Connect with us

NHL

Senators’ blue-collar effort stuns Maple Leafs in season opener

The new-look Ottawa Senators promised to play a brand of hockey that would make the home fan base proud.

And while that fan base was scattered around the region Friday night, watching the home opener on TV because of a fan ban during the COVID-19 pandemic, they were surely proud of their upstart Sens putting a 5-3 spanking on the provincial rivals from Toronto.

The Leafs will be looking for revenge in Saturday’s rematch on Hockey Night In Canada.

For Ottawa, it’s one down and 55 more hockey games in Canada to go.

“We enjoy tonight, but tomorrow we have a tough matchup again,” said veteran centre Derek Stepan, who scored in his Senators debut. “The way the schedule is set up you’ve got to have a short term memory. It was a good win but tomorrow we’ve got to put our work boots on because that team is going to come out, they’re going to play hard.”

Riding a second period wave that featured three goals in less than five minutes, the Senators erased a 2-1 Maple Leafs lead and brought home the win with a blue-collar effort in the final 20 minutes.

During that decisive second period, which began with the Leafs holding the play and the puck in Ottawa’s end, momentum seemed to change in a heartbeat. A Brady Tkachuk tip off a Nikita Zaitsev shot, an Austin Watson wrister and a Chris Tierney chip shot during a delayed penalty call produced a trio of goals that had the favoured Leafs reeling.

The Sens held Toronto to 23 shots. Ottawa’s new starting goaltender, Matt Murray, provided a sense of calm throughout.

“I thought the team did a heck of a job keeping them to the outside.” Murray said. “That’s a heck of a team over there, tons of skill. I really liked our effort. We had five guys all over the ice.”

Senators head coach D.J. Smith was pleased with the way his team held its composure, led by Murray, after the Leafs got an early lead.

“We did a pretty good letting the goalie see the puck, we got some timely goals and we found a way to finish it off,” Smith said.

“You can see why (Murray) is an elite goalie in the league,” Smith said. “He doesn’t panic. He just reads the play. He gets scored on, he just goes back to work. And I think that gives our young team a lot of confidence when you’ve got a goalie in there that’s capable of closing games out.”

Wearing their home black jerseys with the retro centurion logo, the Senators looked a little rusty to start — not surprising after 310 days between games. They had to feel OK about heading to the first intermission tied 1-1.

Owners of the NHL’s worst power play last season, the Senators’ revamped unit went to work late in the first period, taking advantage of a 5-on-3 opportunity that resulted from a too-many men-call on the Leafs.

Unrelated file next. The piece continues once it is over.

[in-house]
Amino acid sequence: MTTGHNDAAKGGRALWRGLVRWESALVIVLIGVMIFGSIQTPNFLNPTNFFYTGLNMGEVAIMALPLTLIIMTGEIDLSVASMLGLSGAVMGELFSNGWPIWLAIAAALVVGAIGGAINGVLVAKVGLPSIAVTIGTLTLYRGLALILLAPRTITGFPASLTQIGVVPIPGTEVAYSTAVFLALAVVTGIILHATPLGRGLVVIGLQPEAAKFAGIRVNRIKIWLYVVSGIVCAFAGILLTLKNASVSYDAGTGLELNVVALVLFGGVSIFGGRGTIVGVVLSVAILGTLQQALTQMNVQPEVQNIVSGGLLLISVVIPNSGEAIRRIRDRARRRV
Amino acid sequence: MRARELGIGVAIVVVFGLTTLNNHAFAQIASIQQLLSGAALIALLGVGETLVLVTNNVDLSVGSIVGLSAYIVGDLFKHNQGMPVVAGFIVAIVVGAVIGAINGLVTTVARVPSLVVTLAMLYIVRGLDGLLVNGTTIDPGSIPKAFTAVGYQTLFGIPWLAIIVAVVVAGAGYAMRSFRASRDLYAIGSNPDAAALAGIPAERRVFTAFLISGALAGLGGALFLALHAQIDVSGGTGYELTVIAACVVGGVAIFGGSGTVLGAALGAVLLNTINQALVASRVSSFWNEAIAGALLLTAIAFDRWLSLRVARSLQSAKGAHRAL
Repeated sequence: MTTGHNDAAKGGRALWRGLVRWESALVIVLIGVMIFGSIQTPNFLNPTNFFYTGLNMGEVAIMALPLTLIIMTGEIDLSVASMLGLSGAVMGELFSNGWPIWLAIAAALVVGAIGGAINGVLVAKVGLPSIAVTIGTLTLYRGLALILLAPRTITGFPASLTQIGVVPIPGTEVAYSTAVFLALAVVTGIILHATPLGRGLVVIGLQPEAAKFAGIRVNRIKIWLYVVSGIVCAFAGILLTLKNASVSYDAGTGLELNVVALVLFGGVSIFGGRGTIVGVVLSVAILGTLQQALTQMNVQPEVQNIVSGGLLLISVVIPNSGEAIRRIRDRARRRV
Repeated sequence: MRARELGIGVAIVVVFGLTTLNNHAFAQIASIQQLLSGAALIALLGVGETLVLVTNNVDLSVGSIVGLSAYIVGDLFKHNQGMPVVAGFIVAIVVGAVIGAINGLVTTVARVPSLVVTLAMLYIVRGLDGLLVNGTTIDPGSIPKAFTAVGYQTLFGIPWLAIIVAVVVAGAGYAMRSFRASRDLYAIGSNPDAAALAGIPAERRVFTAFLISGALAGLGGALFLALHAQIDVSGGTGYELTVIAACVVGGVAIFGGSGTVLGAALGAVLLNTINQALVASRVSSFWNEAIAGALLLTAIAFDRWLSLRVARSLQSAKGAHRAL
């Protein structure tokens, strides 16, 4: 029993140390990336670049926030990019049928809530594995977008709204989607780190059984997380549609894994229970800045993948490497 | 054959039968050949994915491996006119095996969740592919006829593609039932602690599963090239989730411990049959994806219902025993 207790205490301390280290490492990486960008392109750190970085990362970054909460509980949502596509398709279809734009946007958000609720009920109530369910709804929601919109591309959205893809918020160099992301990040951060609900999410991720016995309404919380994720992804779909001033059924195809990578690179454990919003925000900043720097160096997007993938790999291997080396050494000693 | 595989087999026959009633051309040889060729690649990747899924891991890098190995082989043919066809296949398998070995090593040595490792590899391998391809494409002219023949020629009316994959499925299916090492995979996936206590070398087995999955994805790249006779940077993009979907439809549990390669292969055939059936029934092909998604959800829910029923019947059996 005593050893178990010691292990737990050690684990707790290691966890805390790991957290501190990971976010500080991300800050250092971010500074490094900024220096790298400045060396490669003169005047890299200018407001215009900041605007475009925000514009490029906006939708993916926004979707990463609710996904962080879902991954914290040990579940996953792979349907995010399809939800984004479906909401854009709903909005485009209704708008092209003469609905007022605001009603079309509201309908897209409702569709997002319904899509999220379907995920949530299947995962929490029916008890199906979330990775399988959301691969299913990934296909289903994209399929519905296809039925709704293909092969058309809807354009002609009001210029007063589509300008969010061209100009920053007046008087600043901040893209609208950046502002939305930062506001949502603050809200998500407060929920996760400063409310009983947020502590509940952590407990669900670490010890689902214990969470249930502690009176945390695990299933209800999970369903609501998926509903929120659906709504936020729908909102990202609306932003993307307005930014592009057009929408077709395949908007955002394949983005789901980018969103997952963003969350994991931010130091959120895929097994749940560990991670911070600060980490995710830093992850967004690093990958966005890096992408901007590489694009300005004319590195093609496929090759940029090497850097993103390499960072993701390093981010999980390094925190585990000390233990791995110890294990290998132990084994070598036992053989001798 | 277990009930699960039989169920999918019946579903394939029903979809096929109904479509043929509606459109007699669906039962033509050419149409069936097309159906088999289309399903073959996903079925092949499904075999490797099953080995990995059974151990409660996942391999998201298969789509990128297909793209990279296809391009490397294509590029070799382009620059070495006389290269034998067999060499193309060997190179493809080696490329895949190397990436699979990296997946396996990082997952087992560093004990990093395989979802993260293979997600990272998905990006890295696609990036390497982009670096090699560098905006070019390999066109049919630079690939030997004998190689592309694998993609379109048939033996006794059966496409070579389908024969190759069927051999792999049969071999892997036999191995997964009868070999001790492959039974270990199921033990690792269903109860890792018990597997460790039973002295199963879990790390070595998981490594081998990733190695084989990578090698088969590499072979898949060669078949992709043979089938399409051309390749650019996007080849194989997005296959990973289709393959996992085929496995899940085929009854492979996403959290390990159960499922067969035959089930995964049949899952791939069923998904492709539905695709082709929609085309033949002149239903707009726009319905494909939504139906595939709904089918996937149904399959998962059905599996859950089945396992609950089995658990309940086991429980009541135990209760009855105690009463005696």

From the high slot, Thomas Chabot ripped a one-timer past Frederik Andersen. Drake Batherson, who continues to be a puck distributor on the power play, fed Chabot so neatly from the corner that Andersen could not get over fast enough to greet the Chabot blast at 19:16 in the first period.

The Leafs had scored a power play of their own midway through the first, with Zach Hyman tapping an errant puck past Murray. Replay officials took a long look before declaring it a keeper. Hyman’s stick was so close to crossbar height, it was one of those plays that could have gone either way and tends to go with the call on the ice — which was a goal.

Ottawa’s defence featured a few misadventures, especially with Christian Wolanin and Zaitsev on the ice, but Murray — playing in his 200th NHL game — was there to bail them out. Wolanin, who had been placed on waivers as recently as Monday before scoring a hat trick in a scrimmage that same evening, was charged with two giveaways in the first period alone. He looked more comfortable taking the puck up ice on the power play, more to his strength than his defensive zone play.

By the second period, Ottawa’s bench had seen enough and Zaitsev was paired with Chabot and Wolanin with Erik Gudbranson.

Even without the noisy fans of both Ontario camps, the Senators vowed to be rowdy. Feisty. Led by their chief ramrod, Tkachuk.

“We still have skill, but our look is being physical, we aren’t going to take anything from anybody,” Tkachuk said. “I think we’ve got one of the toughest teams in the whole league.

“Our goal is to make life tough on the opponent, try to impose our will.”

Tkachuk’s new centre, rookie Josh Norris, had a sweet night after earning a spot during camp. Norris was solid at both ends and picked up a pair of secondary assists.